Thursday, September 28, 2023 

Three Presentations 


Rollout Locations 
9:30-10:30 a.m. - APLU - 1220 L St NW, Ste 1000

12:00-1:00 pm -Lunch & Learn - Capital Visitor Ctr

2:00-3:00 p.m.- APLU - 1220 L St NW, Ste 1000

Washington, DC  

Driving Directions 

Presented by:  Dr. Robert Gravani, Professor Emeritus of Food Science at Cornell University, Publication Task Force Chair


Council for Agricultural Science and Technology 

Food Traceability: Current Status and Future Opportunities 


Food traceability has been defined as “the ability to track and trace any food through all stages of production, processing and distribution” (including importation and at retail). Though food traceability supports numerous use cases (e.g., supply chain optimization, sustainability efforts, and product differentiation), food safety remains one of the most critical applications. Food traceability enables corrective actions (such as a product recall) to be implemented quickly and effectively when something goes wrong. When a potential food safety problem is identified, an effective traceability system can help isolate and prevent contaminated products from reaching consumers. Food traceability not only facilitates consumer awareness of potentially harmful products but can also be used to provide desirable information about provenance. 

The technology and enabling architecture of food traceability is rapidly advancing in response to demand from consumers, food producers, distributors and retailers, and food safety regulators. There have been several technological and regulatory developments that make clear that credible, functional, and impactful food traceability is likely to become a reality in the United States. 

Food traceability has become an important focus in both industry and government. The incidence of food borne transmission of pathogens resulting in acute and long-term adverse health impacts remains stubbornly above acceptable levels. 

  • The primary objective of the paper is to investigate and discuss the development and use of various technologies to enable the traceability of food products and thus enhance food safety, source transparency, and consumer confidence.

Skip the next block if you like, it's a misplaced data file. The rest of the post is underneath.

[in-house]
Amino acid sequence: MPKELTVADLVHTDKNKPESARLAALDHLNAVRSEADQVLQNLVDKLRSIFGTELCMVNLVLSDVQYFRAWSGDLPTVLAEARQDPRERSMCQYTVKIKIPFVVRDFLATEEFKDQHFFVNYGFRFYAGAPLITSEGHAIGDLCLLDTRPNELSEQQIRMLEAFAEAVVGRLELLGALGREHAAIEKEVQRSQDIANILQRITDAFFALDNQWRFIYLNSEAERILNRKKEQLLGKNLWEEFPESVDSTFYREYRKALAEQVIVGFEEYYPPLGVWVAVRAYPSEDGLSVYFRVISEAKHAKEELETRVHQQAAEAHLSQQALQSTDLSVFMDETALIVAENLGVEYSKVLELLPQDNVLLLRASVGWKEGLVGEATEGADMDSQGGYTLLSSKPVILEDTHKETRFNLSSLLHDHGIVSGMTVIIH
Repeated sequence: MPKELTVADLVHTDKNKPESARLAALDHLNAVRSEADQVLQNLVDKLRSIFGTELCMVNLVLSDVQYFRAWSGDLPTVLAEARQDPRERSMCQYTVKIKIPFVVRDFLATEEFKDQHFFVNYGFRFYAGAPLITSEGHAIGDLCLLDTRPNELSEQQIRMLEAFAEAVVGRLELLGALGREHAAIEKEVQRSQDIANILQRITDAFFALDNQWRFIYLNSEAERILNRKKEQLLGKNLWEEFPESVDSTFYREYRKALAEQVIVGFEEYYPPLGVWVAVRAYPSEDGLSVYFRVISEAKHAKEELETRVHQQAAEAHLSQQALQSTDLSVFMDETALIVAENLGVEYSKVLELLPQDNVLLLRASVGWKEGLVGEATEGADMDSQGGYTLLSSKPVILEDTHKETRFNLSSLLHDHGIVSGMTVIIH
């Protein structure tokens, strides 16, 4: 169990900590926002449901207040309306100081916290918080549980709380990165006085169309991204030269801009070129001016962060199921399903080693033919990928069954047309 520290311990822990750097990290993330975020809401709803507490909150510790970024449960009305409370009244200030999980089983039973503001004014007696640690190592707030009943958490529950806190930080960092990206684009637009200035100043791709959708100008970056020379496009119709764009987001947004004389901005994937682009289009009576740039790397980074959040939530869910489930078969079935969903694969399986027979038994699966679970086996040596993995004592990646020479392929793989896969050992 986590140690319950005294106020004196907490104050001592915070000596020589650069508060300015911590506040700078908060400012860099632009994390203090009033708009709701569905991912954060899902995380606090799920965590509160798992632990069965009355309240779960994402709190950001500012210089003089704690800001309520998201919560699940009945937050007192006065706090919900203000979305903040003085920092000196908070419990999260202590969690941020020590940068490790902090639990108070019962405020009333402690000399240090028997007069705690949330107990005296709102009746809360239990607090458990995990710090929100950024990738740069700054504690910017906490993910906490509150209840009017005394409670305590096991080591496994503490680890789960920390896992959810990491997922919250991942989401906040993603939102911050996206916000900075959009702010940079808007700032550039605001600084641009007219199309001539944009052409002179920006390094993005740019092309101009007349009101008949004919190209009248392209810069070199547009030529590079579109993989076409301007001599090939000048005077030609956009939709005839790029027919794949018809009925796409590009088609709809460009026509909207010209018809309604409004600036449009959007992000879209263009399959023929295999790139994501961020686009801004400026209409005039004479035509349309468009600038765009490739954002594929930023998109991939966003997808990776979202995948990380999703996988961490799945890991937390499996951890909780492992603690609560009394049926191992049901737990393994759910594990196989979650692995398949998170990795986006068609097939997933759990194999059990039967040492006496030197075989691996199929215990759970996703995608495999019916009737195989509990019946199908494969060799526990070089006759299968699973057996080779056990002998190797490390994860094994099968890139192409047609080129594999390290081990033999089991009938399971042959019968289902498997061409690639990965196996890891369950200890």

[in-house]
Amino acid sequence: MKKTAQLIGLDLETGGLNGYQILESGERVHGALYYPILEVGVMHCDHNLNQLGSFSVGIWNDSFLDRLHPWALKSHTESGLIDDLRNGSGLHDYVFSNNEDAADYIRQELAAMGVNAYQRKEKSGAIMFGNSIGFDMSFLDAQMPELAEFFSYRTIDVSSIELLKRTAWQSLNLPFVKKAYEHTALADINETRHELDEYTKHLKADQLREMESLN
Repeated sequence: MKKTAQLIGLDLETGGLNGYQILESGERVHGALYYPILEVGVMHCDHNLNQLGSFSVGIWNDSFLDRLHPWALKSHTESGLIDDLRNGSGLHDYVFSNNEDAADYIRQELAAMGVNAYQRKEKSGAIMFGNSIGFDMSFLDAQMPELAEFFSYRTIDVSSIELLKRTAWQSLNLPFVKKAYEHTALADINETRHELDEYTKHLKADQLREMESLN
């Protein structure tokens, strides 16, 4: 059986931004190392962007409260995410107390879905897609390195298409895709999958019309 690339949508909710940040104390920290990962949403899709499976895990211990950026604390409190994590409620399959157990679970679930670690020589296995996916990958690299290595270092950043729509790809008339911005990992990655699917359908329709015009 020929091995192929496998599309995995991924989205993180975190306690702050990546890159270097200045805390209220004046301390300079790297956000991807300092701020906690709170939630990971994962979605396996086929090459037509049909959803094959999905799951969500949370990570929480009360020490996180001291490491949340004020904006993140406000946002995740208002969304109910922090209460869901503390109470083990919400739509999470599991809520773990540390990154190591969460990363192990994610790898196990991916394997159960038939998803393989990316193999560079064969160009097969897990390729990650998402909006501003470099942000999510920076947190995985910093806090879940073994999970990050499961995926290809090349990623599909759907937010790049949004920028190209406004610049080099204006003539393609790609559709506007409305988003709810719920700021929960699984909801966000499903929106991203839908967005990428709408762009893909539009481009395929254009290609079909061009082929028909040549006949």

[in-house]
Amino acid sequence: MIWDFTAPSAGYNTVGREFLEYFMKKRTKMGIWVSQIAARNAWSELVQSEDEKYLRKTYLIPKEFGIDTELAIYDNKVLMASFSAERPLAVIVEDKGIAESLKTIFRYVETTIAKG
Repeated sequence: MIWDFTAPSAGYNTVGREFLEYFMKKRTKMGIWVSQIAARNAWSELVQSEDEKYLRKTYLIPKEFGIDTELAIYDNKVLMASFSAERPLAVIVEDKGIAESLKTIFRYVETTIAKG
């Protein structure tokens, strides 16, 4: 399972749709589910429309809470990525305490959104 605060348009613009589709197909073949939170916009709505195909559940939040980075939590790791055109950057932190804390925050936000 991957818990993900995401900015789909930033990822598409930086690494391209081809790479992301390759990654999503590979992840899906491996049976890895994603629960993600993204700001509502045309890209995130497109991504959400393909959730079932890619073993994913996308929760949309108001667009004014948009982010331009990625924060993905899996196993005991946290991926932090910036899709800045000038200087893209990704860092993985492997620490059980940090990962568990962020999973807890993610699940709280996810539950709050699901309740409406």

• The paper will deep dive into the technological infrastructure underlying food traceability platforms, and discuss the history of such platforms, current state of the technology, ongoing U.S. food traceability regulatory initiatives, and the likelihood of commercial scale deployment. 
  • This paper will also address current infrastructure limitations that may slow technology implementation, including the current state of rural broadband access. 

This publication is a joint effort between CAST (Council for Agricultural Science and Technology) and IFT (Institute of Food Technologists). 

Dr. Robert Gravani, Lead Author and Professor Emeritus of Food Science and Cornell University, will be presenting at three sessions on September 28th.  A question and answer session will follow after the presentation.  We hope you will join us at either of the following sessions:  
  • 9:30-10:30 a.m. - Association of Public and Land-Grant Universities (APLU) -- 1220 L Street NW, Ste 1000         
  • 12:00-1:00 p.m -- Lunch and Learn, U.S, Capitol Visitor Center, N Congressional Mtg Rm 268, First Street, SE
  • 2:00-3:00 p.m. - Association of Public and Land-Grant Universities (APLU) -- 1220 L Street NW, Ste 1000
 Please RSVP below and indicate which session(s) you plan to attend.  

The full publication will be available at each of the sessions and on the CAST website following the presentations at www.cast-science.org